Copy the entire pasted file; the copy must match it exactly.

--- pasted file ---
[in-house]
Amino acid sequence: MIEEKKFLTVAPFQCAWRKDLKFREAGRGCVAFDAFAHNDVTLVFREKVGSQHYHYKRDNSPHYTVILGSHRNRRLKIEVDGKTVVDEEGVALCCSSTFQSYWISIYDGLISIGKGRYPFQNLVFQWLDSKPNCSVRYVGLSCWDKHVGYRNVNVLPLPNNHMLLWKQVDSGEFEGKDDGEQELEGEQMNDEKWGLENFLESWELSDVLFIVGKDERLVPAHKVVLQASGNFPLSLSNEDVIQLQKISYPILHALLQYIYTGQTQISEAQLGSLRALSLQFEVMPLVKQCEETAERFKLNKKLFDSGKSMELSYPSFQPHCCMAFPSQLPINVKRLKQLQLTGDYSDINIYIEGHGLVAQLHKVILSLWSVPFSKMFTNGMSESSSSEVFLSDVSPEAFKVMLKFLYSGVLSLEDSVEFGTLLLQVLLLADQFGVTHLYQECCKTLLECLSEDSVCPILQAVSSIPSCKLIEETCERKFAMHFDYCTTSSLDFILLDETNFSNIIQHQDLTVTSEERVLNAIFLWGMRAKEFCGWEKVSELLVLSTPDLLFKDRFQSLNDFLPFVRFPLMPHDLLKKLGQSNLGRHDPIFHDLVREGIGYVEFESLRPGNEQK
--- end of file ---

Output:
[in-house]
Amino acid sequence: MIEEKKFLTVAPFQCAWRKDLKFREAGRGCVAFDAFAHNDVTLVFREKVGSQHYHYKRDNSPHYTVILGSHRNRRLKIEVDGKTVVDEEGVALCCSSTFQSYWISIYDGLISIGKGRYPFQNLVFQWLDSKPNCSVRYVGLSCWDKHVGYRNVNVLPLPNNHMLLWKQVDSGEFEGKDDGEQELEGEQMNDEKWGLENFLESWELSDVLFIVGKDERLVPAHKVVLQASGNFPLSLSNEDVIQLQKISYPILHALLQYIYTGQTQISEAQLGSLRALSLQFEVMPLVKQCEETAERFKLNKKLFDSGKSMELSYPSFQPHCCMAFPSQLPINVKRLKQLQLTGDYSDINIYIEGHGLVAQLHKVILSLWSVPFSKMFTNGMSESSSSEVFLSDVSPEAFKVMLKFLYSGVLSLEDSVEFGTLLLQVLLLADQFGVTHLYQECCKTLLECLSEDSVCPILQAVSSIPSCKLIEETCERKFAMHFDYCTTSSLDFILLDETNFSNIIQHQDLTVTSEERVLNAIFLWGMRAKEFCGWEKVSELLVLSTPDLLFKDRFQSLNDFLPFVRFPLMPHDLLKKLGQSNLGRHDPIFHDLVREGIGYVEFESLRPGNEQK